While living in Burlington mother and Aunt Alice loaded all their children in a wagon and drove up above Meeteetse over 40 miles to see Dad. He was herding sheep. They camped out at night and made the trip OK and had much fun doing it.
Mother’s sense of humor was a little short but her heart was as big as all out-doors. She was never to busy to help other people or to share what she had with the. Soon after moving to Meeteetse she started taking care of sick people. The Doctors always gave her a good recommendation. For many years when someone got sick the first thing they said was, “Get Mrs. Nelson.” Sometimes she was paid and sometimes she wasn’t, but it never made any difference to her. She was very willing and wanting to help the ones that could not pay. She always went the second mile for everyone. Many people said they would rather have Mrs. Nelson than a Dr. in a case of pneumonia. I know the first thing Mother thought of in time of sickness was a Prayer, and then, mustard plasters or turpentine and lard. Mother could cuddle a sick child in her arms and it would not be long until they were resting quietly. She had a hospital in her home – mostly for maturnity cases (so called in that day.)
Around the year 1929 Mrs. Forrest Doores told Mother she was looking out her window one night and she saw a ball of fire going back and forth across the roof of Mother’s house. It was the night the McIntosh baby boy died. Mrs. McIntosh had brought her baby to Meeteetse to see the Dr. and was staying at Mother’s. Mother had a strong testimony and had many prayers answered. She had premonitions of things before they happened. When Bill (her son) was in the army stationed in France in 1918, he got a call to go to the front lines of fighting. He reported for duty and the officer told him he was not to go. On this same day at home Mother was worried about Bill and she said many prayers for him that day. Afterwards she knew her prayers had been answered.
During the first World War she did a lot of knitting and sewing for the Red Cross, also helped in any way she could.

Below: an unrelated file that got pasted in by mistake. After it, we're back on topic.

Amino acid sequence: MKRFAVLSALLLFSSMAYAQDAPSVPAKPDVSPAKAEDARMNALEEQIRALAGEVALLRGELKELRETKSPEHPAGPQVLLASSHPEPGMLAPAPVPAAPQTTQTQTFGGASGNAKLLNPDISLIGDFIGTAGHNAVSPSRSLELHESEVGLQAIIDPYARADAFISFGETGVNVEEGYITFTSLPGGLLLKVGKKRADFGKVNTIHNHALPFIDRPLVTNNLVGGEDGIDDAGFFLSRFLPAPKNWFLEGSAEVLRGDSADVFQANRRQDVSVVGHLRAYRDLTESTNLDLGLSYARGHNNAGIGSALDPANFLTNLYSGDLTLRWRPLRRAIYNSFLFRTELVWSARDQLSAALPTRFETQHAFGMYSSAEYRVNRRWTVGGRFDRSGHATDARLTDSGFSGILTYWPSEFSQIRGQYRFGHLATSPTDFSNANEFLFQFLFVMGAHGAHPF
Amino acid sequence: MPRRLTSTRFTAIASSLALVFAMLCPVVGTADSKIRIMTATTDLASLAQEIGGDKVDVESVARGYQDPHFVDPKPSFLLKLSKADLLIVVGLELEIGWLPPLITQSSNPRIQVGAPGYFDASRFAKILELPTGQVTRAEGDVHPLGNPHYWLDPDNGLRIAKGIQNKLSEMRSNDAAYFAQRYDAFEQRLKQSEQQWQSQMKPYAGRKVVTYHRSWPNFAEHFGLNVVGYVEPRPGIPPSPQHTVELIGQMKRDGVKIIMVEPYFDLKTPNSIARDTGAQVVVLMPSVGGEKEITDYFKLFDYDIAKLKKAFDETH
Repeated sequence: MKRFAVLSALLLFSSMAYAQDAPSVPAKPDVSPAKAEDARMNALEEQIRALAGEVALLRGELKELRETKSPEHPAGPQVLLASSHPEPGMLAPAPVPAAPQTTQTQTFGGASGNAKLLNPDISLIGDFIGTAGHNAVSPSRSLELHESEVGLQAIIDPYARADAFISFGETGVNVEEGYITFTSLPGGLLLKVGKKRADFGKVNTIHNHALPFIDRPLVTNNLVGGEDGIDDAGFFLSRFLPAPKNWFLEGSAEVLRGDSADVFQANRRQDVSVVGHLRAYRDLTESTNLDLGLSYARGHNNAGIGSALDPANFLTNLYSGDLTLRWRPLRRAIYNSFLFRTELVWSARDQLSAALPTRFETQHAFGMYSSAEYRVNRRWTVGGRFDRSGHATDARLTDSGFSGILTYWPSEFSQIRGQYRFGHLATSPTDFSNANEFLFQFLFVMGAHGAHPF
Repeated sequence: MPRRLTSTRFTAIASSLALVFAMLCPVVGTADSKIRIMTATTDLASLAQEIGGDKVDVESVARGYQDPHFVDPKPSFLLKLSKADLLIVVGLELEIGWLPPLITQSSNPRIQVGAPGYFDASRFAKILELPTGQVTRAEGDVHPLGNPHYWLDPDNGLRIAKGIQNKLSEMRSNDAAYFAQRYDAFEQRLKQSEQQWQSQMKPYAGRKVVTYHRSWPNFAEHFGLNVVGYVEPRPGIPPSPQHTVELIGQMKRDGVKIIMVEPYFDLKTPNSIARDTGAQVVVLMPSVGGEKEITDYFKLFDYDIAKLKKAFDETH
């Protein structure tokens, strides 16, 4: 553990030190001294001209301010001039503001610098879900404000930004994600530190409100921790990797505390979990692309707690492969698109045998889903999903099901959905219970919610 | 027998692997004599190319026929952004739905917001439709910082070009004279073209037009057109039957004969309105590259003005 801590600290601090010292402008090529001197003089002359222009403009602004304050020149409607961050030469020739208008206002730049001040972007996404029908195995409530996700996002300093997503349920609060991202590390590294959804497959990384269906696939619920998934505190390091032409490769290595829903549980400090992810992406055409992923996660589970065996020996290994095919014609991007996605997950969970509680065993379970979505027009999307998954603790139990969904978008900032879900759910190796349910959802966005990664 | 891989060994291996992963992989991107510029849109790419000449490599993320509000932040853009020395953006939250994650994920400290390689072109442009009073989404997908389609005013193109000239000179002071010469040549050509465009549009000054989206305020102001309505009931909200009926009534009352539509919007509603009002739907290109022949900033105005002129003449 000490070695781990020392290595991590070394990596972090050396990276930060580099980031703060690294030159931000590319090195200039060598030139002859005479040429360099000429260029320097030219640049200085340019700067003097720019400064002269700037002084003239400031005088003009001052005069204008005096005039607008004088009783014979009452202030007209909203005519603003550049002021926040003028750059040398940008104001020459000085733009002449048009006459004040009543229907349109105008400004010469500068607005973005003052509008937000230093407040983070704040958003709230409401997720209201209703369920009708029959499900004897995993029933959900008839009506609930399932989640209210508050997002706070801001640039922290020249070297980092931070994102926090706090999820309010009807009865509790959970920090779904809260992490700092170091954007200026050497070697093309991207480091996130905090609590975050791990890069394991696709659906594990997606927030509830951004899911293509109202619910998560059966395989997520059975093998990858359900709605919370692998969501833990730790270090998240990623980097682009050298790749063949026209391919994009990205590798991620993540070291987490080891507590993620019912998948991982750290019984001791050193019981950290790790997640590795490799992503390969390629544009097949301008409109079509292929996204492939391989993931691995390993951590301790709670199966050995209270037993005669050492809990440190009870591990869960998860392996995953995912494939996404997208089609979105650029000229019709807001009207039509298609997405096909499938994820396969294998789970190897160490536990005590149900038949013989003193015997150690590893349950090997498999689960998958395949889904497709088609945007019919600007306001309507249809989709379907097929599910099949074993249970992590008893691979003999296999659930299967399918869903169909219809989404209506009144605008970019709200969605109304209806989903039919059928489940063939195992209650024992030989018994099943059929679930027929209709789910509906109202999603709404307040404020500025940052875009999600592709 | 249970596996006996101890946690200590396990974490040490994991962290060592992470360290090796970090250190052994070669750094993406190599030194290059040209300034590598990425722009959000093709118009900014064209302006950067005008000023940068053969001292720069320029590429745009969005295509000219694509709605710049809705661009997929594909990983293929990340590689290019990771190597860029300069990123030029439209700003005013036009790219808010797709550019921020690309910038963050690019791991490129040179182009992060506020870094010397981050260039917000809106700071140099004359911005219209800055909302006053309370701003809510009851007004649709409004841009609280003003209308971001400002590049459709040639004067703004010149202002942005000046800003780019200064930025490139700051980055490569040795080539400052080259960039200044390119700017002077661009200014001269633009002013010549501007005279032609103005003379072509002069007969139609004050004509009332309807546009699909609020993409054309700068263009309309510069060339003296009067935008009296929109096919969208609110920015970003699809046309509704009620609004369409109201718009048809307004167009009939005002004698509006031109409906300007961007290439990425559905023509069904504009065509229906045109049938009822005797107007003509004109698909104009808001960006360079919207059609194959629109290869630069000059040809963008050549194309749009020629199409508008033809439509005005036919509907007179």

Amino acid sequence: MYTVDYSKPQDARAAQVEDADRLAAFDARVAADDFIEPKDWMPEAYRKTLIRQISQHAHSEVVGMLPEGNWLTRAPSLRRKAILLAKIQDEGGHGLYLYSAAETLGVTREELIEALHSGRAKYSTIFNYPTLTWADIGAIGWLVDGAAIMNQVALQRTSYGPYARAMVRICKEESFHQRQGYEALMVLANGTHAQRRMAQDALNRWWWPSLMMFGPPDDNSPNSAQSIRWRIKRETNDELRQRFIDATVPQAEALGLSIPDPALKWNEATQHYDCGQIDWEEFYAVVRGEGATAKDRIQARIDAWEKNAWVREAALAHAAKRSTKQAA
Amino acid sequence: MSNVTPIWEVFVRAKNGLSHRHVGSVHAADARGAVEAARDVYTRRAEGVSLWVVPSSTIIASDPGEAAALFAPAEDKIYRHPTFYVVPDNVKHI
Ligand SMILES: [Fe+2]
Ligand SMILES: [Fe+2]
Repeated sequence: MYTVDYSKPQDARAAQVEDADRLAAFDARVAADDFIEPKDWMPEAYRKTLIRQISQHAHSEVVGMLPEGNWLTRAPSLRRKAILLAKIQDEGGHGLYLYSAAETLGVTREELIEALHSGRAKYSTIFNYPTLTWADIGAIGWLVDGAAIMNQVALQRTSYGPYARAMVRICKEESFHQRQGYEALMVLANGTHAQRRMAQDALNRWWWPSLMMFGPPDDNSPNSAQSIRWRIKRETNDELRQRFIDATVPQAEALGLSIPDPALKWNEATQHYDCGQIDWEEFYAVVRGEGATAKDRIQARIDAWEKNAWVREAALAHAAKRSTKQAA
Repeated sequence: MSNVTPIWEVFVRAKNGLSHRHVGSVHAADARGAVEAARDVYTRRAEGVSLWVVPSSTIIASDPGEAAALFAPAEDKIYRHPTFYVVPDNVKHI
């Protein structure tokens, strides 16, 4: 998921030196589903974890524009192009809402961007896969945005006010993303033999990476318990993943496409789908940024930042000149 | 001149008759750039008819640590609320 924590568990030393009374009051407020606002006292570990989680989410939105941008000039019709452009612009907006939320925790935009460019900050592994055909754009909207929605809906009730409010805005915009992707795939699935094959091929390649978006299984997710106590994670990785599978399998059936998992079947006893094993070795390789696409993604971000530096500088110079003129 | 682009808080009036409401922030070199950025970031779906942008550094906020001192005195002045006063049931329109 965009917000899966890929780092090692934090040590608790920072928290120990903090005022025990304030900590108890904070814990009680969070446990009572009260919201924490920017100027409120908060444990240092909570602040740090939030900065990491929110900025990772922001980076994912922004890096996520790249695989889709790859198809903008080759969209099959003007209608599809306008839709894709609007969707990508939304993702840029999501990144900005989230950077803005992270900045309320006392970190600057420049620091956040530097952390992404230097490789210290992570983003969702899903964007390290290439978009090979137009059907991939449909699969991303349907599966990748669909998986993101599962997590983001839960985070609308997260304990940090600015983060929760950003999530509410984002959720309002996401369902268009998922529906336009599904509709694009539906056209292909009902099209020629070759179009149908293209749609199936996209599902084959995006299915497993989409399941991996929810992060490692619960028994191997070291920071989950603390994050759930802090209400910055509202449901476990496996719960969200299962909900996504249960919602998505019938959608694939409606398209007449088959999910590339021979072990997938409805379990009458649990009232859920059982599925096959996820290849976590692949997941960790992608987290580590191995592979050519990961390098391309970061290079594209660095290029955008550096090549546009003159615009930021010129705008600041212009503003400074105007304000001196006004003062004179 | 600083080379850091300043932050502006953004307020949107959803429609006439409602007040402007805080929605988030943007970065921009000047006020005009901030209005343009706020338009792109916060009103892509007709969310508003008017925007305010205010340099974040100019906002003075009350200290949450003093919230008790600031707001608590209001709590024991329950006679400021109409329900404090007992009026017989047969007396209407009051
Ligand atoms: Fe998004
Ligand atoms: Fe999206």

Dad lived on the ranch in Sunshine Basin and Mother lived in town to send the children to school. Mother couldn’t live at the ranch because the altitude was too high for her. She had some kind of heart spells, the Drs. could never find out what was wrong with her.
While living in town she had cows and chickens to help support the family. She also had a big garden, did lots of home canning and sometimes went to her sisters in Burlington to can vegetables and fruit. Mother was always busy, she would say “Idleness was the Devil’s workshop.”
Mother felt bad to be away from the church, the nearest one was 35 miles. I think the Lord wanted Mother in Meeteetse to help do His work. She was a good influence and all the people liked her. She was honest and sincere in all respects and always ready to help her fellowmen. At her funeral one lady said, “Mrs. Nelson was an Angel to many people when she was alive and now she looks like an Angel.”
Nancy was President of the Meeteetse Relief Society from April 15, 1934 to Nov. 26, 1935. Meeteetse was a branch of the Burlington ward at that time.
Lloyd Owen (her grandson) said he remembered Grandma telling him “if he didn’t have something good to say about people not to say anything.” Dorothy (her daughter) “Waste not-want not.” “If it is worth doing, it is worth doing well.” “Wanting to do the things other people did – if they took strychnine you don’t need to do the same thing.”
Nancy Ann Neves Nelson died 24 January 1945 at Meeteetse, Wyo. Buried 27 January 1845 in the Burlington Cemetery.
Lars Nelson died 17 April 1945 at Meeteetse, Wyoming. Buried at Burlington.